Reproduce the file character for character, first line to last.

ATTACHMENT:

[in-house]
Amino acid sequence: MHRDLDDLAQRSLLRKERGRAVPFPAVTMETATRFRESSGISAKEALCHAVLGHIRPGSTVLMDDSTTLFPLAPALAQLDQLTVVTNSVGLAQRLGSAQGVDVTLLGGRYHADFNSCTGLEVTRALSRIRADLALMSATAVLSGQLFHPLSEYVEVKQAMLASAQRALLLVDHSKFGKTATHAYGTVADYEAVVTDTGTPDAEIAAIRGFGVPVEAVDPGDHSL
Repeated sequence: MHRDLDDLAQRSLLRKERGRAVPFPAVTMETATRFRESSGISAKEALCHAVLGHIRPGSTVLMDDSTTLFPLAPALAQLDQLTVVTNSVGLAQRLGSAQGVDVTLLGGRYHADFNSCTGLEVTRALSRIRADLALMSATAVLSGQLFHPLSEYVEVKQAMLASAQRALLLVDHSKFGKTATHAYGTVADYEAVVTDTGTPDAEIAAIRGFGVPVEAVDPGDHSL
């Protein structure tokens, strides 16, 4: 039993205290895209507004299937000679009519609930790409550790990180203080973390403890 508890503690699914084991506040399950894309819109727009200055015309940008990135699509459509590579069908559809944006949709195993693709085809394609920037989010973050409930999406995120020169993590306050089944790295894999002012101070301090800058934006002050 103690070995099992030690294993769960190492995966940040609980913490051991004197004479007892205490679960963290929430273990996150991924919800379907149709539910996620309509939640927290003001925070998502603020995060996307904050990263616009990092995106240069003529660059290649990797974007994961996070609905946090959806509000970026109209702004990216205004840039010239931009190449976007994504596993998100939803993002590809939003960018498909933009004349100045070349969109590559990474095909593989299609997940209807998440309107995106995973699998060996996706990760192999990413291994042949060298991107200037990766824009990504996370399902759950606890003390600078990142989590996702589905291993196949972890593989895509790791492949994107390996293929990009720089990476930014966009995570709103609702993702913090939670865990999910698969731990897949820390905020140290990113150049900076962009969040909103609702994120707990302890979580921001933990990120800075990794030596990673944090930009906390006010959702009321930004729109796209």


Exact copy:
[in-house]
Amino acid sequence: MHRDLDDLAQRSLLRKERGRAVPFPAVTMETATRFRESSGISAKEALCHAVLGHIRPGSTVLMDDSTTLFPLAPALAQLDQLTVVTNSVGLAQRLGSAQGVDVTLLGGRYHADFNSCTGLEVTRALSRIRADLALMSATAVLSGQLFHPLSEYVEVKQAMLASAQRALLLVDHSKFGKTATHAYGTVADYEAVVTDTGTPDAEIAAIRGFGVPVEAVDPGDHSL
Repeated sequence: MHRDLDDLAQRSLLRKERGRAVPFPAVTMETATRFRESSGISAKEALCHAVLGHIRPGSTVLMDDSTTLFPLAPALAQLDQLTVVTNSVGLAQRLGSAQGVDVTLLGGRYHADFNSCTGLEVTRALSRIRADLALMSATAVLSGQLFHPLSEYVEVKQAMLASAQRALLLVDHSKFGKTATHAYGTVADYEAVVTDTGTPDAEIAAIRGFGVPVEAVDPGDHSL
């Protein structure tokens, strides 16, 4: 039993205290895209507004299937000679009519609930790409550790990180203080973390403890 508890503690699914084991506040399950894309819109727009200055015309940008990135699509459509590579069908559809944006949709195993693709085809394609920037989010973050409930999406995120020169993590306050089944790295894999002012101070301090800058934006002050 103690070995099992030690294993769960190492995966940040609980913490051991004197004479007892205490679960963290929430273990996150991924919800379907149709539910996620309509939640927290003001925070998502603020995060996307904050990263616009990092995106240069003529660059290649990797974007994961996070609905946090959806509000970026109209702004990216205004840039010239931009190449976007994504596993998100939803993002590809939003960018498909933009004349100045070349969109590559990474095909593989299609997940209807998440309107995106995973699998060996996706990760192999990413291994042949060298991107200037990766824009990504996370399902759950606890003390600078990142989590996702589905291993196949972890593989895509790791492949994107390996293929990009720089990476930014966009995570709103609702993702913090939670865990999910698969731990897949820390905020140290990113150049900076962009969040909103609702994120707990302890979580921001933990990120800075990794030596990673944090930009906390006010959702009321930004729109796209």